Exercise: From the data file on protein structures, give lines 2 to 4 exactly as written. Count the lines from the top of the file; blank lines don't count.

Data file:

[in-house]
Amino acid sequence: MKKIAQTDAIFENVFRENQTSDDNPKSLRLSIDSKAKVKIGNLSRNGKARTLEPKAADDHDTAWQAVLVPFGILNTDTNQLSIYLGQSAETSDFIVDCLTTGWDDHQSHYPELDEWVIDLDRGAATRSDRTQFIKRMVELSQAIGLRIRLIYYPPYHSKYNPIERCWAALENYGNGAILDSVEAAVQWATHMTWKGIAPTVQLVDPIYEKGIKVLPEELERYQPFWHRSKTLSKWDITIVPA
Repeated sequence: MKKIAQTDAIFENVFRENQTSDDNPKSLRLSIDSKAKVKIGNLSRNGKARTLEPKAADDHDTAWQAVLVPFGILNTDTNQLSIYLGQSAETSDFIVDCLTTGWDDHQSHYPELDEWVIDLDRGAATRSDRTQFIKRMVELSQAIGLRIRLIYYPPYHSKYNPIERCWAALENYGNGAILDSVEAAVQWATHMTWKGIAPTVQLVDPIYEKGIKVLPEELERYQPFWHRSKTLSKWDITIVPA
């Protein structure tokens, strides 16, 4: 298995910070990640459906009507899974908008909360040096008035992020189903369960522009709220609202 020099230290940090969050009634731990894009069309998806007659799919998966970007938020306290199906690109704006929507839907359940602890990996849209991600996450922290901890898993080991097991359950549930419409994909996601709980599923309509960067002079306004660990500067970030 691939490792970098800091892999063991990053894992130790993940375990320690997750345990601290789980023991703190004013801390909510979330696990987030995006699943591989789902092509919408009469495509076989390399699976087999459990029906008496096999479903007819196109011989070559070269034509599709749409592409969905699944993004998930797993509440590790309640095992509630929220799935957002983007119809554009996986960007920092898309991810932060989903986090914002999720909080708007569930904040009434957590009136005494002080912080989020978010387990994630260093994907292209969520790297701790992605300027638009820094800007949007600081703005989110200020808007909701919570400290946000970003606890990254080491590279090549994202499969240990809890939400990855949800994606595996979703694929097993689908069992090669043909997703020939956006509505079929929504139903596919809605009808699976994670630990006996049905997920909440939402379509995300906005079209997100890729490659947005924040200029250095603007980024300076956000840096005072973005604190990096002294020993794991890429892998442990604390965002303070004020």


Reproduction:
Amino acid sequence: MKKIAQTDAIFENVFRENQTSDDNPKSLRLSIDSKAKVKIGNLSRNGKARTLEPKAADDHDTAWQAVLVPFGILNTDTNQLSIYLGQSAETSDFIVDCLTTGWDDHQSHYPELDEWVIDLDRGAATRSDRTQFIKRMVELSQAIGLRIRLIYYPPYHSKYNPIERCWAALENYGNGAILDSVEAAVQWATHMTWKGIAPTVQLVDPIYEKGIKVLPEELERYQPFWHRSKTLSKWDITIVPA
Repeated sequence: MKKIAQTDAIFENVFRENQTSDDNPKSLRLSIDSKAKVKIGNLSRNGKARTLEPKAADDHDTAWQAVLVPFGILNTDTNQLSIYLGQSAETSDFIVDCLTTGWDDHQSHYPELDEWVIDLDRGAATRSDRTQFIKRMVELSQAIGLRIRLIYYPPYHSKYNPIERCWAALENYGNGAILDSVEAAVQWATHMTWKGIAPTVQLVDPIYEKGIKVLPEELERYQPFWHRSKTLSKWDITIVPA
């Protein structure tokens, strides 16, 4: 298995910070990640459906009507899974908008909360040096008035992020189903369960522009709220609202 020099230290940090969050009634731990894009069309998806007659799919998966970007938020306290199906690109704006929507839907359940602890990996849209991600996450922290901890898993080991097991359950549930419409994909996601709980599923309509960067002079306004660990500067970030 691939490792970098800091892999063991990053894992130790993940375990320690997750345990601290789980023991703190004013801390909510979330696990987030995006699943591989789902092509919408009469495509076989390399699976087999459990029906008496096999479903007819196109011989070559070269034509599709749409592409969905699944993004998930797993509440590790309640095992509630929220799935957002983007119809554009996986960007920092898309991810932060989903986090914002999720909080708007569930904040009434957590009136005494002080912080989020978010387990994630260093994907292209969520790297701790992605300027638009820094800007949007600081703005989110200020808007909701919570400290946000970003606890990254080491590279090549994202499969240990809890939400990855949800994606595996979703694929097993689908069992090669043909997703020939956006509505079929929504139903596919809605009808699976994670630990006996049905997920909440939402379509995300906005079209997100890729490659947005924040200029250095603007980024300076956000840096005072973005604190990096002294020993794991890429892998442990604390965002303070004020």